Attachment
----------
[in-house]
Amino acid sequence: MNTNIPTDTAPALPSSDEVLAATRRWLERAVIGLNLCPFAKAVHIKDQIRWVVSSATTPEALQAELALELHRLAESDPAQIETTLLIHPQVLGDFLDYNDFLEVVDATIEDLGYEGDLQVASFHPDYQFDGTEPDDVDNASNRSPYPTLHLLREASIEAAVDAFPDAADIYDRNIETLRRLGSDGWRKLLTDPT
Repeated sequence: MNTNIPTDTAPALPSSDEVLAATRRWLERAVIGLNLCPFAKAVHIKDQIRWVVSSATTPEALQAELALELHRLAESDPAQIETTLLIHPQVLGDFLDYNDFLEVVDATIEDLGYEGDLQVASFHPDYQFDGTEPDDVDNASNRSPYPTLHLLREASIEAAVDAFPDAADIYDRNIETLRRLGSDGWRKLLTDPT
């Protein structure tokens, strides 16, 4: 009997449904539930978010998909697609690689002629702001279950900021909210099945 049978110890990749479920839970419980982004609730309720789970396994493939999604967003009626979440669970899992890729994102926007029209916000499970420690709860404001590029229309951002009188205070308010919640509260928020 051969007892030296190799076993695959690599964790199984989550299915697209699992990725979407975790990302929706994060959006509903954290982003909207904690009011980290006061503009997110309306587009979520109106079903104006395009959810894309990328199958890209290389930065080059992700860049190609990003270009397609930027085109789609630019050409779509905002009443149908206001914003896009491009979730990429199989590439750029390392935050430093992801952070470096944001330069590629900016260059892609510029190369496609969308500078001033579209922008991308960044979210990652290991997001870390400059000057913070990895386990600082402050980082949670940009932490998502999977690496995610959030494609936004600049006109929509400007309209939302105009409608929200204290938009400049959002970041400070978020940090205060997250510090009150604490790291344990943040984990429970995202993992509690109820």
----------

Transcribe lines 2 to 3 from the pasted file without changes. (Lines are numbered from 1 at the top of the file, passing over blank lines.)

Amino acid sequence: MNTNIPTDTAPALPSSDEVLAATRRWLERAVIGLNLCPFAKAVHIKDQIRWVVSSATTPEALQAELALELHRLAESDPAQIETTLLIHPQVLGDFLDYNDFLEVVDATIEDLGYEGDLQVASFHPDYQFDGTEPDDVDNASNRSPYPTLHLLREASIEAAVDAFPDAADIYDRNIETLRRLGSDGWRKLLTDPT
Repeated sequence: MNTNIPTDTAPALPSSDEVLAATRRWLERAVIGLNLCPFAKAVHIKDQIRWVVSSATTPEALQAELALELHRLAESDPAQIETTLLIHPQVLGDFLDYNDFLEVVDATIEDLGYEGDLQVASFHPDYQFDGTEPDDVDNASNRSPYPTLHLLREASIEAAVDAFPDAADIYDRNIETLRRLGSDGWRKLLTDPT